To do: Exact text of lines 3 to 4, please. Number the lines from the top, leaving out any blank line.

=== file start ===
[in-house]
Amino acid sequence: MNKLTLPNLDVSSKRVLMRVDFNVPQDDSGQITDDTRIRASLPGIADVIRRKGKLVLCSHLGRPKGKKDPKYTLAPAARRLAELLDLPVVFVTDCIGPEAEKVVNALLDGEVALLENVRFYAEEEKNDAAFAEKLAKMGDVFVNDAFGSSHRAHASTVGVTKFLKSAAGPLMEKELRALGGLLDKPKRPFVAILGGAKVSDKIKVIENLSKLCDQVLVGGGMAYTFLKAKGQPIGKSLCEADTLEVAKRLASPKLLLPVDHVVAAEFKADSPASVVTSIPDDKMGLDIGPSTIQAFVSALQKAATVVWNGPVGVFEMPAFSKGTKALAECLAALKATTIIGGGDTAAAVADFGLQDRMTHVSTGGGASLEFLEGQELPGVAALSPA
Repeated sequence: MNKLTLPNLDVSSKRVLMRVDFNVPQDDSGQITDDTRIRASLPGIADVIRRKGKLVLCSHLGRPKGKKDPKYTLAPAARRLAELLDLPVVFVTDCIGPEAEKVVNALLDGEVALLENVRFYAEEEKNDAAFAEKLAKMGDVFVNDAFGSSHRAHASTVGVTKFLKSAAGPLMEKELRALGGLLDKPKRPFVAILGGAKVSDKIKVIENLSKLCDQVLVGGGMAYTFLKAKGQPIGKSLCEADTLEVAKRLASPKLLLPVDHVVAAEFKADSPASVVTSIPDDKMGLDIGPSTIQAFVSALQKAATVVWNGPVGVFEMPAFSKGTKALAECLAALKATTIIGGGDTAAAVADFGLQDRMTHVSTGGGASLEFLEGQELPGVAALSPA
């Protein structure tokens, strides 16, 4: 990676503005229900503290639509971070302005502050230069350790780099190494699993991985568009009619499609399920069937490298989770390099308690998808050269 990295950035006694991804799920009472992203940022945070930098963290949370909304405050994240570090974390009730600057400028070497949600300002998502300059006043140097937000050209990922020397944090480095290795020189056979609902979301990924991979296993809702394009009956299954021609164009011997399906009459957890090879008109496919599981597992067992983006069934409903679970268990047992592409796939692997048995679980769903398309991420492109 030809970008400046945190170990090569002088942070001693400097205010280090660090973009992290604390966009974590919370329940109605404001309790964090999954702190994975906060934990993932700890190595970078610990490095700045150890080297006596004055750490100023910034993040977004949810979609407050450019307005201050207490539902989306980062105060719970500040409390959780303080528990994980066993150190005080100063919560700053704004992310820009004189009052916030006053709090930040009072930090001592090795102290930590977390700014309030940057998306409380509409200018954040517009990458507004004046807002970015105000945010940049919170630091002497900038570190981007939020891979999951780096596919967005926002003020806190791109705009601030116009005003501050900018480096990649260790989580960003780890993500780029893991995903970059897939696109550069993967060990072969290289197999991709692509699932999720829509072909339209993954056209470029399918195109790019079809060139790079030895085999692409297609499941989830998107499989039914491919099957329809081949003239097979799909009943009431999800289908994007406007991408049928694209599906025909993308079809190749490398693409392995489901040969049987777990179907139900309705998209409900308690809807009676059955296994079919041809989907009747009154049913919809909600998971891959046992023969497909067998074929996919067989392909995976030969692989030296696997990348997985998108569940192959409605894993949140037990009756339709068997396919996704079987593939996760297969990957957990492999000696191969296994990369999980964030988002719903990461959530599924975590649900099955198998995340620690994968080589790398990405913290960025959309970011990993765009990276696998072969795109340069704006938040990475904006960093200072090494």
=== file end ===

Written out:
Repeated sequence: MNKLTLPNLDVSSKRVLMRVDFNVPQDDSGQITDDTRIRASLPGIADVIRRKGKLVLCSHLGRPKGKKDPKYTLAPAARRLAELLDLPVVFVTDCIGPEAEKVVNALLDGEVALLENVRFYAEEEKNDAAFAEKLAKMGDVFVNDAFGSSHRAHASTVGVTKFLKSAAGPLMEKELRALGGLLDKPKRPFVAILGGAKVSDKIKVIENLSKLCDQVLVGGGMAYTFLKAKGQPIGKSLCEADTLEVAKRLASPKLLLPVDHVVAAEFKADSPASVVTSIPDDKMGLDIGPSTIQAFVSALQKAATVVWNGPVGVFEMPAFSKGTKALAECLAALKATTIIGGGDTAAAVADFGLQDRMTHVSTGGGASLEFLEGQELPGVAALSPA
């Protein structure tokens, strides 16, 4: 990676503005229900503290639509971070302005502050230069350790780099190494699993991985568009009619499609399920069937490298989770390099308690998808050269 990295950035006694991804799920009472992203940022945070930098963290949370909304405050994240570090974390009730600057400028070497949600300002998502300059006043140097937000050209990922020397944090480095290795020189056979609902979301990924991979296993809702394009009956299954021609164009011997399906009459957890090879008109496919599981597992067992983006069934409903679970268990047992592409796939692997048995679980769903398309991420492109 030809970008400046945190170990090569002088942070001693400097205010280090660090973009992290604390966009974590919370329940109605404001309790964090999954702190994975906060934990993932700890190595970078610990490095700045150890080297006596004055750490100023910034993040977004949810979609407050450019307005201050207490539902989306980062105060719970500040409390959780303080528990994980066993150190005080100063919560700053704004992310820009004189009052916030006053709090930040009072930090001592090795102290930590977390700014309030940057998306409380509409200018954040517009990458507004004046807002970015105000945010940049919170630091002497900038570190981007939020891979999951780096596919967005926002003020806190791109705009601030116009005003501050900018480096990649260790989580960003780890993500780029893991995903970059897939696109550069993967060990072969290289197999991709692509699932999720829509072909339209993954056209470029399918195109790019079809060139790079030895085999692409297609499941989830998107499989039914491919099957329809081949003239097979799909009943009431999800289908994007406007991408049928694209599906025909993308079809190749490398693409392995489901040969049987777990179907139900309705998209409900308690809807009676059955296994079919041809989907009747009154049913919809909600998971891959046992023969497909067998074929996919067989392909995976030969692989030296696997990348997985998108569940192959409605894993949140037990009756339709068997396919996704079987593939996760297969990957957990492999000696191969296994990369999980964030988002719903990461959530599924975590649900099955198998995340620690994968080589790398990405913290960025959309970011990993765009990276696998072969795109340069704006938040990475904006960093200072090494």